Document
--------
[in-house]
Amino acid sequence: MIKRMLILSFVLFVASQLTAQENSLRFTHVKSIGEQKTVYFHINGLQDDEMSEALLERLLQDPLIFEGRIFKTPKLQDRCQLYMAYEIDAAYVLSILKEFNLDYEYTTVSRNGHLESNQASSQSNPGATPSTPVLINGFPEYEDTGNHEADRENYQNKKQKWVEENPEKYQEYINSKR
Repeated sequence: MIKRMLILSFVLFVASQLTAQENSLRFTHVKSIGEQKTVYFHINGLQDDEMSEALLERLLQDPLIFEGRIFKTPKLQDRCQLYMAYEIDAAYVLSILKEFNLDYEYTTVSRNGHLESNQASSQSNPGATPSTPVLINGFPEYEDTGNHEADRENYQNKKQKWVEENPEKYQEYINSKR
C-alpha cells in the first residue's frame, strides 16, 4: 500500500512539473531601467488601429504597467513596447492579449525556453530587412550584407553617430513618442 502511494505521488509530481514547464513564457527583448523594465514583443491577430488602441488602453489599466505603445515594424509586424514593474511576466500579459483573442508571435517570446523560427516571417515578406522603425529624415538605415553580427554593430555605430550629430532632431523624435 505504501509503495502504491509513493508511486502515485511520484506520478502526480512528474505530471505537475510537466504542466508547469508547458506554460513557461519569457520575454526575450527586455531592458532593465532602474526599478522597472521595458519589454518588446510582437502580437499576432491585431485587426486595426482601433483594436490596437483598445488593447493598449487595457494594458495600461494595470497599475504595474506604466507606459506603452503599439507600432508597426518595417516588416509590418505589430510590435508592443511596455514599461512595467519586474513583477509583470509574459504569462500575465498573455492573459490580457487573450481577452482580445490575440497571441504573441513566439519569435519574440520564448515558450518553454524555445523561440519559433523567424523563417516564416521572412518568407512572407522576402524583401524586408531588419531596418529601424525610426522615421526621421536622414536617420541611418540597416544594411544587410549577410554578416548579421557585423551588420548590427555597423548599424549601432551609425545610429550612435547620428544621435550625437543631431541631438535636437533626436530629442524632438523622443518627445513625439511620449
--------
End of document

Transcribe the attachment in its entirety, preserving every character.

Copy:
[in-house]
Amino acid sequence: MIKRMLILSFVLFVASQLTAQENSLRFTHVKSIGEQKTVYFHINGLQDDEMSEALLERLLQDPLIFEGRIFKTPKLQDRCQLYMAYEIDAAYVLSILKEFNLDYEYTTVSRNGHLESNQASSQSNPGATPSTPVLINGFPEYEDTGNHEADRENYQNKKQKWVEENPEKYQEYINSKR
Repeated sequence: MIKRMLILSFVLFVASQLTAQENSLRFTHVKSIGEQKTVYFHINGLQDDEMSEALLERLLQDPLIFEGRIFKTPKLQDRCQLYMAYEIDAAYVLSILKEFNLDYEYTTVSRNGHLESNQASSQSNPGATPSTPVLINGFPEYEDTGNHEADRENYQNKKQKWVEENPEKYQEYINSKR
C-alpha cells in the first residue's frame, strides 16, 4: 500500500512539473531601467488601429504597467513596447492579449525556453530587412550584407553617430513618442 502511494505521488509530481514547464513564457527583448523594465514583443491577430488602441488602453489599466505603445515594424509586424514593474511576466500579459483573442508571435517570446523560427516571417515578406522603425529624415538605415553580427554593430555605430550629430532632431523624435 505504501509503495502504491509513493508511486502515485511520484506520478502526480512528474505530471505537475510537466504542466508547469508547458506554460513557461519569457520575454526575450527586455531592458532593465532602474526599478522597472521595458519589454518588446510582437502580437499576432491585431485587426486595426482601433483594436490596437483598445488593447493598449487595457494594458495600461494595470497599475504595474506604466507606459506603452503599439507600432508597426518595417516588416509590418505589430510590435508592443511596455514599461512595467519586474513583477509583470509574459504569462500575465498573455492573459490580457487573450481577452482580445490575440497571441504573441513566439519569435519574440520564448515558450518553454524555445523561440519559433523567424523563417516564416521572412518568407512572407522576402524583401524586408531588419531596418529601424525610426522615421526621421536622414536617420541611418540597416544594411544587410549577410554578416548579421557585423551588420548590427555597423548599424549601432551609425545610429550612435547620428544621435550625437543631431541631438535636437533626436530629442524632438523622443518627445513625439511620449